H.S. Prannoy, the winner of the bronze medal in the World Championships held in August 2023, shared his journey which he described as “topsy-turvy” and full of injuries. He explained that the initial years were very difficult and transitioning into the senior circuit was challenging
“That time I had a lot of injuries. But that taught me how to work (on the court), and how to work off court. I have understood that managing the body is the key. I’m glad things are working out now,” Prannoy said during a panel titled ‘Perseverance and Sports’ at Sportstar’s Sports Conclave - Focus Telangana here on Thursday.
Pullela Gopichand, Prannoy’s coach, praised the shuttler for his ability to bear the pain and fight through adversity.
“The way he has been fighting through the physical pain is truly remarkable. I just wish that people could understand my feelings and write about it accurately. When I look at him, I see a person who is in pain, but still fighting with all his might. I have never seen an athlete bear such a heavy burden. I hope he continues to do so for a long time to come,” said Gopichand.
Over the past two years, Prannoy has achieved a series of remarkable results, including his crucial victory that led India to win the Thomas Cup championship in 2021. Prannoy considers this period as the best for India, which is the outcome of a decade-long effort dedicated to the sport.
“The past decade has been nothing short of outstanding. We have achieved numerous victories and consistently raised the bar. Winning anything less than a Super 750 tournament is no longer considered newsworthy. This has become the new standard for us. Initially, it was the women’s team, but now, the men’s team has also set this benchmark,” he said.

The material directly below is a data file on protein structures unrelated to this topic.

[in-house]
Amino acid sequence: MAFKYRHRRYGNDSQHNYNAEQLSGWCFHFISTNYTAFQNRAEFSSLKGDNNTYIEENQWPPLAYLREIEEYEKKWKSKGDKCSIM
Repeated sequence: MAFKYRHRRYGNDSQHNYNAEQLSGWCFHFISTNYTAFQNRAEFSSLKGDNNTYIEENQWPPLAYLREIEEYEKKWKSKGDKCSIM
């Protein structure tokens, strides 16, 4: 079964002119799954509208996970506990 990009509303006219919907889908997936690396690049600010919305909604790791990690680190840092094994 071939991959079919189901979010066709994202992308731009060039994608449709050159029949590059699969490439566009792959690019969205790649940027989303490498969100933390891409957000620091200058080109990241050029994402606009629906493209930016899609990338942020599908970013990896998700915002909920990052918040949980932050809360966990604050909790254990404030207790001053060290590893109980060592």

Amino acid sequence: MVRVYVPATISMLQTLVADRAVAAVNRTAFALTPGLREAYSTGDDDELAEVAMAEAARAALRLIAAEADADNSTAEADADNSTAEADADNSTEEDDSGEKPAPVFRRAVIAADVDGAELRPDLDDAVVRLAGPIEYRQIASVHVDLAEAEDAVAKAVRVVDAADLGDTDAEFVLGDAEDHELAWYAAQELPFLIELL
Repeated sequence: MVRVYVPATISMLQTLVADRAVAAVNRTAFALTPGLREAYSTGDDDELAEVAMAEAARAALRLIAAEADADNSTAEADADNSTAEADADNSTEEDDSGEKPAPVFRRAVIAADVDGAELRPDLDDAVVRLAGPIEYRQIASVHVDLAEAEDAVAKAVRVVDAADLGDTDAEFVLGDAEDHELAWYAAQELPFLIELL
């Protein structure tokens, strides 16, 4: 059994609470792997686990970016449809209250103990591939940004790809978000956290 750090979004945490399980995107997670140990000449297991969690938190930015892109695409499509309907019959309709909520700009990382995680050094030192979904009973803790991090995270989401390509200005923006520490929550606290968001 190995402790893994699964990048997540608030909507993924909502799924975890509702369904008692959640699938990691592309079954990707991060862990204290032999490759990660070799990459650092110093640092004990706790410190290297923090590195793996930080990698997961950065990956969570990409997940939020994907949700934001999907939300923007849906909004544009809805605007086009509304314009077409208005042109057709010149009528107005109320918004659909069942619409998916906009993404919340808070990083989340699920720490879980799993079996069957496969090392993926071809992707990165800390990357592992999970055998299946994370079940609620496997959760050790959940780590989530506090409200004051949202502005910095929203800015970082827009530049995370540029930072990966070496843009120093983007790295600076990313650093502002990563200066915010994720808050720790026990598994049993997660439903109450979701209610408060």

“The singles players and the doubles duo of Chirag and Satwik have all contributed to this achievement. I am thrilled about the positive changes that have taken place. Winning the Thomas Cup was a significant milestone that we did not anticipate. However, it was the result of 10 years of hard work and dedication. We were able to build a team that was worthy of being crowned world champions.”
The 31-year-old hopes he can emulate the performance at the upcoming Asian Games in Hangzhou, China, which will feature a similar men’s team as the Thomas Cup.
Gopichand also lauded the team’s spirit in bookending Indian badminton’s long journey which started with a snub from the Commonwealth Games.
“It is amazing to have people like Prannoy. Some of these seniors anchored the team. You need someone to say that this is our team and everyone respects that. This team did that. Srikanth played the leader, and then you have younger players like Lakshya Sen. (In) 1994, the Indian team was not sent to the Commonwealth because we did not feature in the top six in any category,” he said.
“The journey from not being part of the Commonwealth Games to being World Cup champions is what Indian badminton is. 1989 and 1999 were the two times India made it to the finals of the Thomas Cup, an event which has 16 teams. Then today we talk about being World Champions. Whether it is my All England, Saina’s first pre-quarterfinals in the Olympics in 2008, or the 2010 Commonwealth Games medals, or the 2014 ones, I think this is really the journey of Indian badminton. I have seen this. We have been told Indians can never be champions or good coaches. I have heard this from the press and bureaucrats.”